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RV Exchange Special Posting: Explaining this chart and my views around it...

I once used this chart in an RV video but there is a lot to unpack here...

First off, please do try to follow the lines and go from left to right to appreciate the evolution from a domestic-based bond market to a brief period of foreign dominance to a more balanced ownership structure, especially now with the Fed filling in the cracks.

Second, none of this should come as a surprise, but how we got to where we are today in terms of who owns what in the Treasury market was a carefully laid out series of plans and policy changes. Now, I am not implying that they had some master plan with all these new regulations in mind already built out in the 1970s, but part of the move to building the USD global reserve status started here as well its linked back to the petrodollar agreements.

Third, the Fed has scope to buy a lot more Treasuries (and its not as if the US will stop spending soon - the opposite will occur regardless who sits in the White House next year). That said, unless the US signs off on some new currency arrangement (I know I am going to get some push back here - in that - the US might not have a choice - I differ on that) the Fed will not want to end up with close to half the US bond market (unless we are at war).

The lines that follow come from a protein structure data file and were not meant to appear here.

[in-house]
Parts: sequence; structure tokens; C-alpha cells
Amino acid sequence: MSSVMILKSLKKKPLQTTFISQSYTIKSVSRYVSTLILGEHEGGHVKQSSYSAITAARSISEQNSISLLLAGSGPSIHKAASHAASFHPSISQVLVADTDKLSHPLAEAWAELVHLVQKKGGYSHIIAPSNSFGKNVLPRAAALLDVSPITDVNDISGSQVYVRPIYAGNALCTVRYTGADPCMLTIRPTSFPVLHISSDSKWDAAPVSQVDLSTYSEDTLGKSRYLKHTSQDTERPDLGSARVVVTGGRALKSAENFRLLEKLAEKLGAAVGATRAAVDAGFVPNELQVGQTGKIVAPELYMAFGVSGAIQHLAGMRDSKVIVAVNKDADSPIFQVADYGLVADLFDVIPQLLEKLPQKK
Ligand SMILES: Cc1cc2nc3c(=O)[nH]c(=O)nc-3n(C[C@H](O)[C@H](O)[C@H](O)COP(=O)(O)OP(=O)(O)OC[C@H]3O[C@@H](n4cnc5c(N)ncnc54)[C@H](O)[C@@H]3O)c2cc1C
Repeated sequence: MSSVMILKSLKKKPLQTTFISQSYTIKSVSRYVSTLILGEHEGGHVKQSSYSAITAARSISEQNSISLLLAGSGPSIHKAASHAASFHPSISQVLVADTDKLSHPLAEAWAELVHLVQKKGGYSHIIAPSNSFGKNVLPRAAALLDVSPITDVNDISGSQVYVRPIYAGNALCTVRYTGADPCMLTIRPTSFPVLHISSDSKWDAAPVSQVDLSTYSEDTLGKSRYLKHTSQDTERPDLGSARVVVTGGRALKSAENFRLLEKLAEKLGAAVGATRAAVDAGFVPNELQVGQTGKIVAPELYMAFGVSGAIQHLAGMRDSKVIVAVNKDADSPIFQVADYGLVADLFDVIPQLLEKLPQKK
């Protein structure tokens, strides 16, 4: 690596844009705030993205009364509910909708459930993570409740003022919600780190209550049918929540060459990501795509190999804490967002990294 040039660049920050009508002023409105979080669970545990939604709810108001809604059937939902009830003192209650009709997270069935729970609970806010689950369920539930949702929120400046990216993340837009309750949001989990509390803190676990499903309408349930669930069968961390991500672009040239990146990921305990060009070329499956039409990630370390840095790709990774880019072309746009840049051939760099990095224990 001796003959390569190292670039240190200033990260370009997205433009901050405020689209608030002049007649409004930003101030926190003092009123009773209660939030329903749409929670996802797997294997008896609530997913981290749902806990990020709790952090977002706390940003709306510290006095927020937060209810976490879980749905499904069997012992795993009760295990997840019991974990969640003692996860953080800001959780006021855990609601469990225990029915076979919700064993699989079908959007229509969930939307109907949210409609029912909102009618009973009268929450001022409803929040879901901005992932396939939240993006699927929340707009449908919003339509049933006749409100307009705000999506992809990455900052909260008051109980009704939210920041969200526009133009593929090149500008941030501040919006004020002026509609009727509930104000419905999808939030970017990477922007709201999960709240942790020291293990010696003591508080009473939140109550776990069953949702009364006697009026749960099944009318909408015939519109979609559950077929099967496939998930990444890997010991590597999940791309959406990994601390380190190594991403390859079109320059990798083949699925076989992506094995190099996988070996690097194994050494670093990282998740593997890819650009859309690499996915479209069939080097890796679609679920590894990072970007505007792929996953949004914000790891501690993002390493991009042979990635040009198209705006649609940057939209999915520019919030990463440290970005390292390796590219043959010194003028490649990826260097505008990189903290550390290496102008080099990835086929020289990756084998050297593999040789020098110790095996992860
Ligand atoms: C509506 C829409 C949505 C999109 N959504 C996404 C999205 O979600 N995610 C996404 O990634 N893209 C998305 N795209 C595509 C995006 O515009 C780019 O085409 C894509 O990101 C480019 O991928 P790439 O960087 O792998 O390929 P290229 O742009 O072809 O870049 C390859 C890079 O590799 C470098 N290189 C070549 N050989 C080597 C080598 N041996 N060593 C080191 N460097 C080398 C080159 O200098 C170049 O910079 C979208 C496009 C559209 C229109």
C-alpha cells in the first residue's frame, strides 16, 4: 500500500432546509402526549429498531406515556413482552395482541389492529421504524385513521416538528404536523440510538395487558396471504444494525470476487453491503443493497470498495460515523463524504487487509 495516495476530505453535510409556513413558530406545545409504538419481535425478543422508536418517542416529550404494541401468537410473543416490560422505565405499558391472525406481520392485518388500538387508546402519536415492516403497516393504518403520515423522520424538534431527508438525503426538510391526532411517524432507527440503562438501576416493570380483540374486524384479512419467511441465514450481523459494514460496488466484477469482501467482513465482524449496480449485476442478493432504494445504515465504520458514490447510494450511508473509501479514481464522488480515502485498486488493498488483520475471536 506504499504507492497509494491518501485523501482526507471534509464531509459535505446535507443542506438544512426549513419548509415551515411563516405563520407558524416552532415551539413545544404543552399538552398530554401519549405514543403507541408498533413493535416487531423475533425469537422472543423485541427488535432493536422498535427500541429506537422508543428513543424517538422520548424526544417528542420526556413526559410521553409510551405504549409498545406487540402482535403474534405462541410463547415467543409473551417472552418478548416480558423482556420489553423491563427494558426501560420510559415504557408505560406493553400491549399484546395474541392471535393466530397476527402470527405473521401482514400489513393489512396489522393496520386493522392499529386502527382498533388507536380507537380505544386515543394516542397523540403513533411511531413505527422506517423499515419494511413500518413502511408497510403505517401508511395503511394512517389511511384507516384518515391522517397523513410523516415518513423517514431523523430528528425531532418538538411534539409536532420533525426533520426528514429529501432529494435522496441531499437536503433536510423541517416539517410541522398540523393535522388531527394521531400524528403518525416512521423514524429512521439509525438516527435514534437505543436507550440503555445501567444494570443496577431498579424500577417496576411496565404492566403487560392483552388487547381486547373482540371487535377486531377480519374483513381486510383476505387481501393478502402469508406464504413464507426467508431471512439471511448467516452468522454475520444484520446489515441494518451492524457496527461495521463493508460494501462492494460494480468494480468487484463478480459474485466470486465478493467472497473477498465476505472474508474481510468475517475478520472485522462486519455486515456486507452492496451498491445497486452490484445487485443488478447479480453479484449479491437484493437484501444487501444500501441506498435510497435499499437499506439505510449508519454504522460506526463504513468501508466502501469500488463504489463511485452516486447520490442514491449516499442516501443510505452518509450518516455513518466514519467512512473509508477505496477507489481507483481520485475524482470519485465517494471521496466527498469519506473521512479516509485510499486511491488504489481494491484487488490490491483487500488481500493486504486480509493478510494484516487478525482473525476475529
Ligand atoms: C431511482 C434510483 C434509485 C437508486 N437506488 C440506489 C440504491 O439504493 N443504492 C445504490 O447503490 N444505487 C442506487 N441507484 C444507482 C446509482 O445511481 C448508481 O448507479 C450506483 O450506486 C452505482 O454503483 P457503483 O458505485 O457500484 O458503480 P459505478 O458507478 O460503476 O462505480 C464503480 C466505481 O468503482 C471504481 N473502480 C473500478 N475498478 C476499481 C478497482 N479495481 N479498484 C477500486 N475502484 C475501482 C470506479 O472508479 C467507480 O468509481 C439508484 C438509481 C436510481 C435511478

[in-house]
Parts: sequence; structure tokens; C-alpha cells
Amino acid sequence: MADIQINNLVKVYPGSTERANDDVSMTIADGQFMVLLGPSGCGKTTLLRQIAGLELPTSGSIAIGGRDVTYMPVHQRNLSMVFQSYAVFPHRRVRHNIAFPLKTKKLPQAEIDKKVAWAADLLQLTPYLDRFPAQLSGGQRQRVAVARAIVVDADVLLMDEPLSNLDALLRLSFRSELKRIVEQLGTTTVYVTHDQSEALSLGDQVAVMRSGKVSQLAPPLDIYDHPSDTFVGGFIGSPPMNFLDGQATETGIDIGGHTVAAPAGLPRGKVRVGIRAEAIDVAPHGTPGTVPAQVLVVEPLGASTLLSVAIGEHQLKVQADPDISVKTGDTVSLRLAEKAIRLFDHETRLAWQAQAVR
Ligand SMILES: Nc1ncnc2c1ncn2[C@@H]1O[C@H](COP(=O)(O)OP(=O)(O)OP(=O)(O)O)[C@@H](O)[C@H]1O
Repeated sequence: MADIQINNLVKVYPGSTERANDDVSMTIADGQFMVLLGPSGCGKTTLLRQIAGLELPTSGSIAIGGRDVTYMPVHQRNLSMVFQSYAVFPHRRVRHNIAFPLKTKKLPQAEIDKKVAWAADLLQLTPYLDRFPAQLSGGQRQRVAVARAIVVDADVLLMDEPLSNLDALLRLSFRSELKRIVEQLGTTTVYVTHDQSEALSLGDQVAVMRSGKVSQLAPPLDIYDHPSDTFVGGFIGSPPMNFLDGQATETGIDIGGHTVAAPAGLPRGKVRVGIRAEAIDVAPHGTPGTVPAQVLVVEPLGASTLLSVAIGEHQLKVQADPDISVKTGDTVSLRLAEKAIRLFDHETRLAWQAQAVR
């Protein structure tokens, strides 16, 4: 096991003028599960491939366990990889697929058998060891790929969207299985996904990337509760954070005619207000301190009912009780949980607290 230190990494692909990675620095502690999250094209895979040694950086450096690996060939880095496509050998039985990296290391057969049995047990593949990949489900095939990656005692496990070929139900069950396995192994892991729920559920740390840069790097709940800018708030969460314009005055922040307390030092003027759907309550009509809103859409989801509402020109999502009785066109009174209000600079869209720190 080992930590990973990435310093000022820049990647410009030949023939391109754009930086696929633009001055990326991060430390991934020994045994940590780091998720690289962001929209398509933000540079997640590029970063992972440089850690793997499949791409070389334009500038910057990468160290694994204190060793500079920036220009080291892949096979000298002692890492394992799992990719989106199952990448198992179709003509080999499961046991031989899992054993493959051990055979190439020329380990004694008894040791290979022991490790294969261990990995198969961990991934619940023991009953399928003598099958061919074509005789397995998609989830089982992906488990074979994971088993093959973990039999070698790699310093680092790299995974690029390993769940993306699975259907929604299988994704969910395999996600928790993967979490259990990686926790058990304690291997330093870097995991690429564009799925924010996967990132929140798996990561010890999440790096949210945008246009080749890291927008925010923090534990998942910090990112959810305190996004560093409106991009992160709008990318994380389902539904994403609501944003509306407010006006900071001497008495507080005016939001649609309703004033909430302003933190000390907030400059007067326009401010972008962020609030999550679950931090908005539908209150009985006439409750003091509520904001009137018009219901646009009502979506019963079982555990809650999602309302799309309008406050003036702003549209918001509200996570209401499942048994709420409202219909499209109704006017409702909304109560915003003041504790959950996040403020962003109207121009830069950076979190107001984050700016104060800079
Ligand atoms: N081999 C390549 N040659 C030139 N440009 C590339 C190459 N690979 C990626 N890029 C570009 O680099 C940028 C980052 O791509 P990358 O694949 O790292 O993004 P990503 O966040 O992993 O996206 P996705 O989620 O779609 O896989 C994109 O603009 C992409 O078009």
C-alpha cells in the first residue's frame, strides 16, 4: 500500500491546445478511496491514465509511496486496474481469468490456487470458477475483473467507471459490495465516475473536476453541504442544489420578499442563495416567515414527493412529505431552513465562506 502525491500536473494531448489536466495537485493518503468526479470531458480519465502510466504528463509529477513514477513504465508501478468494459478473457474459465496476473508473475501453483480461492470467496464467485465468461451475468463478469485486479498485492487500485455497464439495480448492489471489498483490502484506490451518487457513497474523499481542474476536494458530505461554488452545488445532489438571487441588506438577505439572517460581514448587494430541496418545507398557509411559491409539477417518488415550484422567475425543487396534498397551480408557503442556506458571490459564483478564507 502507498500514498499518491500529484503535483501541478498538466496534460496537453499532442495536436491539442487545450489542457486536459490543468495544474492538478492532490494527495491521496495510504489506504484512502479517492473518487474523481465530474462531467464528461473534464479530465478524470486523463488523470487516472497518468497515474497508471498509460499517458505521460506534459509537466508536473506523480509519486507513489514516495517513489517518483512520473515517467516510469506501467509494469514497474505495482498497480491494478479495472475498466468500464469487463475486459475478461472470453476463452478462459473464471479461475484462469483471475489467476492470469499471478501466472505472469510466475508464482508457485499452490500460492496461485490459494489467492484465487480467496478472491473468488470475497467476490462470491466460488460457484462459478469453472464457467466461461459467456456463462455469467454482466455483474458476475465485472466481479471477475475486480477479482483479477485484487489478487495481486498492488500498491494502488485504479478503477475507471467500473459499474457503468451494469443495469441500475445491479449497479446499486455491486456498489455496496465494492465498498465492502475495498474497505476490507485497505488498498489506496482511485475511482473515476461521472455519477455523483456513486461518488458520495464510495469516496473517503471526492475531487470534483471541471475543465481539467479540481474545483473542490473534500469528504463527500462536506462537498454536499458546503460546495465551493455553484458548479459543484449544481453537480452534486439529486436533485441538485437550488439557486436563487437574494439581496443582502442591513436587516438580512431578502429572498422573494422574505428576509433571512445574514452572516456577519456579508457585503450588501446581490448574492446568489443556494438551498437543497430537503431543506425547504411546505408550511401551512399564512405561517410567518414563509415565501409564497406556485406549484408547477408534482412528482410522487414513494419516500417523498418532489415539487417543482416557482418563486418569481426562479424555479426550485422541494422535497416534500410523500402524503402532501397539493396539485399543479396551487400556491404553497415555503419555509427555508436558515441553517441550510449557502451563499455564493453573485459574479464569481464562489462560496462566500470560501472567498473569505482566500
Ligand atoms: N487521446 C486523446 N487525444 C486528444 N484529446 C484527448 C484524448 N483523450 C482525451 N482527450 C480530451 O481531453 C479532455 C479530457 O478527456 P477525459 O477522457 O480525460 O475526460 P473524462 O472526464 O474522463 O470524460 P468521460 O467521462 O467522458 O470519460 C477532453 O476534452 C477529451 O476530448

So this really does suggest... (More)

Post WW2 UST Ownership Structure

I’ve actually had this as a thematic idea and had this pair trade on until somewhat recently: 

Long S&P Global (SPGI) / Short Moodys (MCO)

 Fed moral hazard pair trade
 Fed moral hazard pair trade

Basically working off that same logic. If there’s any biz the Fed is allowing to die / very directly killing, it’s credit ratings agencies- very directly making obsolete on a 1:1 ratio. Rating agency does their analysis and downgrades → no need for their fundamental services any longer as the paper has a safety net. Record IG & crap issuance helps, but again, it’s IG only that’s relevant. But not gonna short, that’s essentially calling the top on debt issuance and I’m not that smart / not that stupid to do that, hence the pair. S&P has its indexing biz as well as credit rating, which is why its the relative long, and also at the center of ESG. 

I had 2:1 long / short ratio and it worked, but then it turned and I got out after giving back half my gains. 

Used these as indicators: ANGL (fallen angels bond ETF) / JNK (or HYG), and LQD/HYG

@Edward Harrison1 @Jack Farley1 @Raoul Pal1 

In an era of MMT (via QE) do credit ratings even *matter*?  e.g. Moodys downgrade UK to Aa3 and yields stay near zero.
Ratio trade comps 
Ratio trade comps